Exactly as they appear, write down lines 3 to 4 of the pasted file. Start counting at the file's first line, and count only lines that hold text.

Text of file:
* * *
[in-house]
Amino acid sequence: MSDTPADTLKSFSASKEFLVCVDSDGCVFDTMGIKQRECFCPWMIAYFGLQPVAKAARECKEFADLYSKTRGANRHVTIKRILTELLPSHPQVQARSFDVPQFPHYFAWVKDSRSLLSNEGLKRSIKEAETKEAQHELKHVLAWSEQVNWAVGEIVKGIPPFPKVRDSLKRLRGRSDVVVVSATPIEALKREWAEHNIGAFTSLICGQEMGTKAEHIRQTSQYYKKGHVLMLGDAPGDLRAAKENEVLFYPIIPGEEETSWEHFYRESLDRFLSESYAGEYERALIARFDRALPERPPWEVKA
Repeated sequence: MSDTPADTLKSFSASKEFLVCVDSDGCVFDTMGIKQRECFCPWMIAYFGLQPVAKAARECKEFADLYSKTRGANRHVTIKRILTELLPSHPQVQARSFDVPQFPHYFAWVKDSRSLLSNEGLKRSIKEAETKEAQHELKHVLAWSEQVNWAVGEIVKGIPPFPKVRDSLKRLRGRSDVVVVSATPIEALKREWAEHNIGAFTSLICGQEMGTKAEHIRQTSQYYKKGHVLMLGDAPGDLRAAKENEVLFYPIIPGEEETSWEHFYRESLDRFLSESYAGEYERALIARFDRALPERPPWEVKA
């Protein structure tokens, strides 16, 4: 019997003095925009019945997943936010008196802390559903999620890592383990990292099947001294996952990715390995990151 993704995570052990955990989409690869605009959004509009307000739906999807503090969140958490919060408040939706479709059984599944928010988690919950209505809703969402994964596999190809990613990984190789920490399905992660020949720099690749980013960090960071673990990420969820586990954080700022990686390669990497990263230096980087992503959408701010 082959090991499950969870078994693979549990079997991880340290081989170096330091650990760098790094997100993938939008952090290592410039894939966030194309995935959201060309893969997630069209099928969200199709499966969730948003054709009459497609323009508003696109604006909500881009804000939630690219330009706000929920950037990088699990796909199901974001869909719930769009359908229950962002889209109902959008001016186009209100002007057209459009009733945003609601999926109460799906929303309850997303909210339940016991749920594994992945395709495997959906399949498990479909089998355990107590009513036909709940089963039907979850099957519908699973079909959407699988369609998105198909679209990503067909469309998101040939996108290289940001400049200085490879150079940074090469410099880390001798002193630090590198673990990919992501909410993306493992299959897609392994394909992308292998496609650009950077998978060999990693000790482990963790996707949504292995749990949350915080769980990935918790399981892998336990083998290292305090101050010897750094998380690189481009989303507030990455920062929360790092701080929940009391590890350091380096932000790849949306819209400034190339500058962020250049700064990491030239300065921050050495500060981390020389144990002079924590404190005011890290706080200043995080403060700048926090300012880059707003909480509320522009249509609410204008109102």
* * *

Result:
Repeated sequence: MSDTPADTLKSFSASKEFLVCVDSDGCVFDTMGIKQRECFCPWMIAYFGLQPVAKAARECKEFADLYSKTRGANRHVTIKRILTELLPSHPQVQARSFDVPQFPHYFAWVKDSRSLLSNEGLKRSIKEAETKEAQHELKHVLAWSEQVNWAVGEIVKGIPPFPKVRDSLKRLRGRSDVVVVSATPIEALKREWAEHNIGAFTSLICGQEMGTKAEHIRQTSQYYKKGHVLMLGDAPGDLRAAKENEVLFYPIIPGEEETSWEHFYRESLDRFLSESYAGEYERALIARFDRALPERPPWEVKA
């Protein structure tokens, strides 16, 4: 019997003095925009019945997943936010008196802390559903999620890592383990990292099947001294996952990715390995990151 993704995570052990955990989409690869605009959004509009307000739906999807503090969140958490919060408040939706479709059984599944928010988690919950209505809703969402994964596999190809990613990984190789920490399905992660020949720099690749980013960090960071673990990420969820586990954080700022990686390669990497990263230096980087992503959408701010 082959090991499950969870078994693979549990079997991880340290081989170096330091650990760098790094997100993938939008952090290592410039894939966030194309995935959201060309893969997630069209099928969200199709499966969730948003054709009459497609323009508003696109604006909500881009804000939630690219330009706000929920950037990088699990796909199901974001869909719930769009359908229950962002889209109902959008001016186009209100002007057209459009009733945003609601999926109460799906929303309850997303909210339940016991749920594994992945395709495997959906399949498990479909089998355990107590009513036909709940089963039907979850099957519908699973079909959407699988369609998105198909679209990503067909469309998101040939996108290289940001400049200085490879150079940074090469410099880390001798002193630090590198673990990919992501909410993306493992299959897609392994394909992308292998496609650009950077998978060999990693000790482990963790996707949504292995749990949350915080769980990935918790399981892998336990083998290292305090101050010897750094998380690189481009989303507030990455920062929360790092701080929940009391590890350091380096932000790849949306819209400034190339500058962020250049700064990491030239300065921050050495500060981390020389144990002079924590404190005011890290706080200043995080403060700048926090300012880059707003909480509320522009249509609410204008109102």